Loudoun County's Comprehensive Services Act for At Risk Youth and Families received a boost just before the New Year. On Dec. 28, Gov. Timothy M. Kaine (D) announced he was awarding 16 localities grants to help support youth who are currently in or have the chance of being placed in residential or foster care.
In 2006, approximately 4,275 Virginia children were placed in residential care through the Comprehensive Services Act (CSA), at a cost of $200 million in local, state and federal funds, the governor's office said.
"This grant provides critically needed start-up funds for communities to transition their systems of care for troubled youth," Kaine said in his press release. "Research has demonstrated that services provided in homes, schools and communities are an effective alternative for many of these children and their families and we know that community services ultimately are less expensive."
AS PART OF the $750,000 grant of state funds, Loudoun County received $160,000 for a wraparound coordinator and flexible funds, which are designed to meet the needs of children and families so children can stay in their homes and home communities.
Kim McGaughey, executive director of the CSA for the state, said there were 30 proposals for money for piloting CSA programs, after receiving money from the General Assembly for the first time.
"This is start-up money to get projects up and stabilized," she said. "Then [those programs] will be transferred to other departments [within localities] so that the money could be used to pilot other programs around the state."
The money received from the governor will cover an 18-month period where the county will begin a program that works at coordinating a customized plan for individual children and their families.
"It is done with a team, which is very important," Jim Gillespie, the county's CSA administrator, said. "Most kids with the most severe problems are involved with several different organizations. A lot of times there are several different professionals involved."
THE PROGRAM THAT the county hopes to develop with its grant money would bring all the professionals involved with an individual child together with the family to create one plan to best help that child be successful. The wraparound coordinator will be a facilitator, Gillespie said, helping to pull together the meeting and helping the families stay in contact with the child's family.
"The wraparound coordinator is an individual who helps figure out what services are needed by a specific child," McGaughey said. "They literally wrap the services around the child."
There are no state mandated requirements for filling the coordinator's position, McGaughey said, but the position requires someone with experience developing and implementing plans in a group setting.
Gillespie said the job requires someone who has worked in social work or counseling, with a psychology background.
"They do not necessarily need to be a therapist because they won't be providing therapy," he said, "but we want someone who is experienced with working with kids and families."
THE FLEXIBLE funds that the county received as part of the grant go into a pool of funds that can meet the unexpected needs of children and families in the program.
"It is there if there are things that cannot be funded through another program," McGaughey said.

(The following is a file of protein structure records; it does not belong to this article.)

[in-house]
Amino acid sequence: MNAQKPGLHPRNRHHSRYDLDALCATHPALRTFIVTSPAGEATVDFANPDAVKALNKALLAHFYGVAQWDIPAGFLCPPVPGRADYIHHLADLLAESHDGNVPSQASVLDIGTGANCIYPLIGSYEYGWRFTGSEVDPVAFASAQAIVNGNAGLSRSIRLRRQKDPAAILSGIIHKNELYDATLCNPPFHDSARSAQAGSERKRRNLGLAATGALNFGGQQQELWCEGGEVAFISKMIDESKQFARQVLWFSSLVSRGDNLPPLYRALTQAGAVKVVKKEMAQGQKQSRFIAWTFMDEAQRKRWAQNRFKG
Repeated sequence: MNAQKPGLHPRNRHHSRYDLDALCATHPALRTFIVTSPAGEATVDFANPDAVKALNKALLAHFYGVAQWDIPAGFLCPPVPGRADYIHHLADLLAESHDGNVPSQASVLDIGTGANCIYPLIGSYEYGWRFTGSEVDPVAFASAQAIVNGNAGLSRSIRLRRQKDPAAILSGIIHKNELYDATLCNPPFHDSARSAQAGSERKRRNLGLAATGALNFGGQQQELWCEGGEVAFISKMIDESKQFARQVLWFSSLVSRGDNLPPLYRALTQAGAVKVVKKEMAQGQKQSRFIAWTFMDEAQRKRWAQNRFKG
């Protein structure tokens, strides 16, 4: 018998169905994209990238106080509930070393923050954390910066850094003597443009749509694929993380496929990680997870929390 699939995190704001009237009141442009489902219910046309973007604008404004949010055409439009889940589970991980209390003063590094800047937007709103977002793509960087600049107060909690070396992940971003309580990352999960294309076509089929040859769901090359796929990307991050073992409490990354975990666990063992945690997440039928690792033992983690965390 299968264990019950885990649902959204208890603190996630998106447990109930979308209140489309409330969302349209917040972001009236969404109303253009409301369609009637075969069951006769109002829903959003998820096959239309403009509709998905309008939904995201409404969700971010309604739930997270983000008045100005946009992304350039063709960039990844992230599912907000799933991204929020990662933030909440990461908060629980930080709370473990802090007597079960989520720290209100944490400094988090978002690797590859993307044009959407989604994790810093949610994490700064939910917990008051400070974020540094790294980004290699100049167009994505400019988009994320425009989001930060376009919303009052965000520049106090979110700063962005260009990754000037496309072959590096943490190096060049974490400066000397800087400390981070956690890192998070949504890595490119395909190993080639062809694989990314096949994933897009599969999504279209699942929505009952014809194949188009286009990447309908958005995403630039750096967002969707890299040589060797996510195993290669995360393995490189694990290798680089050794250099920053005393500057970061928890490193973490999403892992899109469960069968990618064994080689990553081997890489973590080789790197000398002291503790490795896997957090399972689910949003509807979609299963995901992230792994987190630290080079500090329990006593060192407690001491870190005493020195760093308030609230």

In order to use the flexible funds, the county must first explore other avenues, such as nonprofits to meet the needs of its children and families, but if a need arises that is not eligible for any other funding, the money is still available.
Gillespie said that a good example of where flexible funds would come in is if a child is in a residential facility far outside of Loudoun. Family visits and therapy are essential to a child's success, he said, so if the family's car breaks down, money will be needed to repair it if the family can't afford the cost on their own.
"Judiciously, it plugs a gap that the family can't fill or other organizations can't fill," he said.
THE COUNTY has been looking to create a program like this one for at-risk youth for a while now, Gillespie said, but there has never been the money to begin.
"The state grant is a great opportunity," he said. "It allows us to experiment with having a case coordinator with a small case load to see if it can help us put together a strong, community-based plan."
Eventually, the program will include 10 children. Currently, CSA is looking at three or four children who have already been placed in residential home care. The goal is to work with the children to allow them to return home sooner than they would otherwise. Beginning in March CSA will be looking a taking referrals for new children, to work on preventing their placement in foster care. The goal, Gillespie said, is to have six children in the program by the end of June and the full 10 by the end of November.
Each child who becomes part of the program must have an open case with, and be referred by, one of the county's four child service agencies: the department of mental health, family services, the juvenile court system and the school system.
Gillespie said that if the model works, CSA would set up to purchase services from the various agencies involved.
"It all comes in a loop, if the pilot is successful in preventing residential placement or reducing the amount of time a child must spend there then that would free up money to go towards continuing the program," he said.
The "buy what you need" philosophy of the program would negate the need for a contract with other departments and would allow for time to be purchased with a specific need and child in mind, Gillespie said. He added that the department of mental health would be hiring the wraparound coordinator, who would fall under its authority.
"CSA is really just the fiscal agent," Gillespie said. "Mental health, they are going to be the real provider."